When your doctor prescribes medication to you, you assume it’s safe, right?
For the most part, this is true. But there’s the really annoying fine print, where the side effects can be worse than the problem you’re trying to fix in the first place.
Even prescription antibiotics come with precautions. You want to get the best results as quickly as possible so your condition gets better. For that to happen with a new antibiotic, keep these four tips in mind while you’re on the medicine.
1. You Could Be Allergic
Just because you’ve never had an allergic reaction to medicine before doesn’t mean you can’t.
Take some time to read the warnings that come with your prescription before you swallow your first dose.
Yes, there are some obvious symptoms that you can’t ignore, especially if you have an anaphylactic reaction. This would happen within the first hour, and you’d have difficulty breathing or immediate swelling.
Not all of the signs of an allergic reaction are as severe as anaphylaxis, though. Over the first couple of days, talk to your doctor if you notice signs such as abdominal pain, vomiting, rash, hives, or swelling. They will probably switch your medication.
2. You Have to Finish the Entire Prescription
You’re feeling better, so why bother taking the rest of your medicine? This mentality may work with pain meds, but when you stop taking your antibiotics early, you’ll get sick again.
Follow the dosage as prescribed. Each antibiotic works differently. Some will kill the bacteria causing the problem quickly, while others take longer.
You start to feel better because the bacteria are being controlled. That doesn’t mean they’re all gone. When you stop taking your meds, those that are still alive begin to multiply again.
But the next time you try to fight them with the same antibiotics, it might not work because they’ve developed a resistance to the medication.
3. Be Careful What You Eat and Drink
Ask your doctor if you can follow your normal diet while you’re on your antibiotics. You might be surprised by the response!
For instance, if you’re taking tetracycline, ciprofloxacin, or doxycycline, you should avoid dairy products. Milk, cheese, and yogurt interfere with the effectiveness of the medicine, and so can fruit juices.
Always avoid alcohol when you’re taking medicine, including antibiotics. Alcohol inhibits the effect of the medication and increases your chance of side effects. Many prescriptions list “liver damage” or “nausea” as warnings, and alcohol can cause both of these problems by itself.
If you’re taking Bactrim or metronidazole, drinking any alcoholic beverage can cause severe reactions.
To be safe, always read the warnings and stick to your doctor’s recommendations. Wait 72 hours after your last dose before you introduce the prohibited food or drink back into your body. That way, you know the antibiotics are out of your system.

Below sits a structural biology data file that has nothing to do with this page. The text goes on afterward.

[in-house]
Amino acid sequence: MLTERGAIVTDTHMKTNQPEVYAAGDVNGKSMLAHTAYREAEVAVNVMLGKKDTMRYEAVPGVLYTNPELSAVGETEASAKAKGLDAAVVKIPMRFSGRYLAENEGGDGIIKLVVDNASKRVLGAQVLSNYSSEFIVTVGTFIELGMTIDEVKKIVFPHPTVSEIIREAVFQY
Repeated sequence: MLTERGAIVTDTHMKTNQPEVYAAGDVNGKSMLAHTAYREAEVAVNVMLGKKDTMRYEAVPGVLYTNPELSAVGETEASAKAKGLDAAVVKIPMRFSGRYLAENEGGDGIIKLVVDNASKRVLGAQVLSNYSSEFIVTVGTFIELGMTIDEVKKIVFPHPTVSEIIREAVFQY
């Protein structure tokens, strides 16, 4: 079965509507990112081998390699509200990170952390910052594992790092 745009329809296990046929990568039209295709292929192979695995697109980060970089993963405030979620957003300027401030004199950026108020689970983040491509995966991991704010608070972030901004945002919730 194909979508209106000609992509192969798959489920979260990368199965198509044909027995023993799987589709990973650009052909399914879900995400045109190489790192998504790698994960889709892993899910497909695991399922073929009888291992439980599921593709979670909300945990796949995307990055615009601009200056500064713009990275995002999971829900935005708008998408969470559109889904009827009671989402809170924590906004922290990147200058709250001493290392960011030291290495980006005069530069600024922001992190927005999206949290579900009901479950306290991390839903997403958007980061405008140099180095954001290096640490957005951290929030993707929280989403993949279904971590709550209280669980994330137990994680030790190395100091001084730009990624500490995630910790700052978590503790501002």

4. Watch for Drug Interactions
When you’re talking to your doctor and they suggest prescribing an antibiotic, don’t gloss over your current drugs. There are lots of prescriptions, vitamins, and natural products that can interact with this new medicine.
If you don’t tell your doctor what you’re taking, you risk an overdose if something else has the same ingredient as the antibiotic. This could show up as vomiting, mental confusion, or seizures.
Common Drugs That May Interact With Antibiotics
Other side effects are less obvious. Anything can interact with an antibiotic if the environment in your body is right—or rather, wrong.
However, these are some of the frequent triggers of products that interact with the most common antibiotics.
Melatonin is often taken to help with sleep. By itself, this ingredient is rarely harmful. In fact, birth control pills often have melatonin in them.
Let the doctor know if you’re taking any hormones or products with melatonin in them. The antibiotics can reduce the effectiveness of whatever else you’re taking. With birth control, this means an increase in your chance of pregnancy.
St. John’s Wort
St. John’s Wort is an over-the-counter natural product used for treating depression. It can interfere with blood thinners and some cancer medications.
In addition, the supplement reduces the effectiveness of antibiotics. It’s essential that you talk to your doctor before stopping any treatment for depression. They will give you alternative suggestions while you’re on your antibiotic.
Whether medicinal or recreational, your doctor needs to know about your cannabis habit. Currently, studies show that THC and CBD have minimal interference with antibiotics and other meds.
Until more studies are conclusive, though, it’s recommended that you let the doctor know about your cannabis use before starting any new meds. Veriheal offers information on the safety of antibiotics and cannabis here.
We take antibiotics to feel better, but as with anything, there can be side effects and problems. To maximize your course of treatment, keep these four tips in mind as you start a new antibiotic.